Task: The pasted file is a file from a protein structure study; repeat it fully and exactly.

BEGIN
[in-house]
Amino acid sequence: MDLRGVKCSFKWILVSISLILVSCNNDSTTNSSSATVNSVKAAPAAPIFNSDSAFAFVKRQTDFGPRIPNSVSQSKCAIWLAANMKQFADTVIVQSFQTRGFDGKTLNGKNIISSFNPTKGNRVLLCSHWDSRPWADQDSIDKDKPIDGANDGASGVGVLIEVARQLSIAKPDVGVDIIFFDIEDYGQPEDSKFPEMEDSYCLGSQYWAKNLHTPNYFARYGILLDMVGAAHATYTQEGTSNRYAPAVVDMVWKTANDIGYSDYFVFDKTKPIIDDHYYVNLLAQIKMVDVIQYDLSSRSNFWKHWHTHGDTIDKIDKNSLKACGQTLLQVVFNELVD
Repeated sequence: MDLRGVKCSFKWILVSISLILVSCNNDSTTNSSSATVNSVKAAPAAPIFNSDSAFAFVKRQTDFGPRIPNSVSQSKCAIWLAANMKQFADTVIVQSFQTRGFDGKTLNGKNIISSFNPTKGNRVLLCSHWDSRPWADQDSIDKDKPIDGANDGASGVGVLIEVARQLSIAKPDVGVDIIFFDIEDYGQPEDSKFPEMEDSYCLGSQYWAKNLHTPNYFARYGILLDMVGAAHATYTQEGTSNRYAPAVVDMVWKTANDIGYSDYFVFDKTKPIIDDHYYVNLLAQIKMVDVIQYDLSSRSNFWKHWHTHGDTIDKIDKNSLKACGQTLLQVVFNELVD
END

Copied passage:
[in-house]
Amino acid sequence: MDLRGVKCSFKWILVSISLILVSCNNDSTTNSSSATVNSVKAAPAAPIFNSDSAFAFVKRQTDFGPRIPNSVSQSKCAIWLAANMKQFADTVIVQSFQTRGFDGKTLNGKNIISSFNPTKGNRVLLCSHWDSRPWADQDSIDKDKPIDGANDGASGVGVLIEVARQLSIAKPDVGVDIIFFDIEDYGQPEDSKFPEMEDSYCLGSQYWAKNLHTPNYFARYGILLDMVGAAHATYTQEGTSNRYAPAVVDMVWKTANDIGYSDYFVFDKTKPIIDDHYYVNLLAQIKMVDVIQYDLSSRSNFWKHWHTHGDTIDKIDKNSLKACGQTLLQVVFNELVD
Repeated sequence: MDLRGVKCSFKWILVSISLILVSCNNDSTTNSSSATVNSVKAAPAAPIFNSDSAFAFVKRQTDFGPRIPNSVSQSKCAIWLAANMKQFADTVIVQSFQTRGFDGKTLNGKNIISSFNPTKGNRVLLCSHWDSRPWADQDSIDKDKPIDGANDGASGVGVLIEVARQLSIAKPDVGVDIIFFDIEDYGQPEDSKFPEMEDSYCLGSQYWAKNLHTPNYFARYGILLDMVGAAHATYTQEGTSNRYAPAVVDMVWKTANDIGYSDYFVFDKTKPIIDDHYYVNLLAQIKMVDVIQYDLSSRSNFWKHWHTHGDTIDKIDKNSLKACGQTLLQVVFNELVD